If you are not the personal doctor for the couple, it’s best to not suggest medical procedures that can be both pricy and painful. In vitro fertilization is not a panacea. Not only is it only effective up to 40 percent of the time in even the healthiest, youngest women, it is also exorbitantly expensive, costing approximately $10,000 to $15,000 per attempt. Typically, multiple attempts are needed for success, and many health insurance plans do not cover the cost.
“You can always adopt”
While this may be coming from a place of providing a glass half full mindset, for many couples, adoption may not be an option they want to explore. The emotional journey of conceiving a biological child holds a lot of weight when the topic of adoption arises. Couples who choose to adopt have to come to terms with the fact that they will not have a biological child of their own. Such a process requires a mourning period that some couples may not be ready for yet. Additionally, the option of adoption is very expensive. Some people also perpetuate the myth that adopting a child will result in a subsequent natural pregnancy, so it’s especially important to not suggest a couple take on responsibility for another life for the goal of conceiving their own child, as there is no medical foundation to this theory. Adoption is a heavy decision to make that will affect the life of the child and parents and is not a matter to be taken lightly as an alternate option if they aren’t ready for it.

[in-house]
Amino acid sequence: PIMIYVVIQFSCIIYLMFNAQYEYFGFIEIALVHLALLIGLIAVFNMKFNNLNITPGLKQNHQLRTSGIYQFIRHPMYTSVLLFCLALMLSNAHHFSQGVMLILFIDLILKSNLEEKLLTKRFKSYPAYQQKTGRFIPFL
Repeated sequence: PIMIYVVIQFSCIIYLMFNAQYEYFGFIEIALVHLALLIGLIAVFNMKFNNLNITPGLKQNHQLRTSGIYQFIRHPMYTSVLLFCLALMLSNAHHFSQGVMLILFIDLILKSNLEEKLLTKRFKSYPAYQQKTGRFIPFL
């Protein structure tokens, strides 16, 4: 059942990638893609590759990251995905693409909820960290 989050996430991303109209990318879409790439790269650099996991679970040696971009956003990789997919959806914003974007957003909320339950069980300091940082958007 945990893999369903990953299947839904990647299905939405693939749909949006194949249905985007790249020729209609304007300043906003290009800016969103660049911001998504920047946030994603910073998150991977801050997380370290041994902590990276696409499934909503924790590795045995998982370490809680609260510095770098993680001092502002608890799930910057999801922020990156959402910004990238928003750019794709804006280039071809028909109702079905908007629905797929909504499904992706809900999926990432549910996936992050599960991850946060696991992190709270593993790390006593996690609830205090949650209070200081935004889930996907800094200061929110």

“Things could be worse.”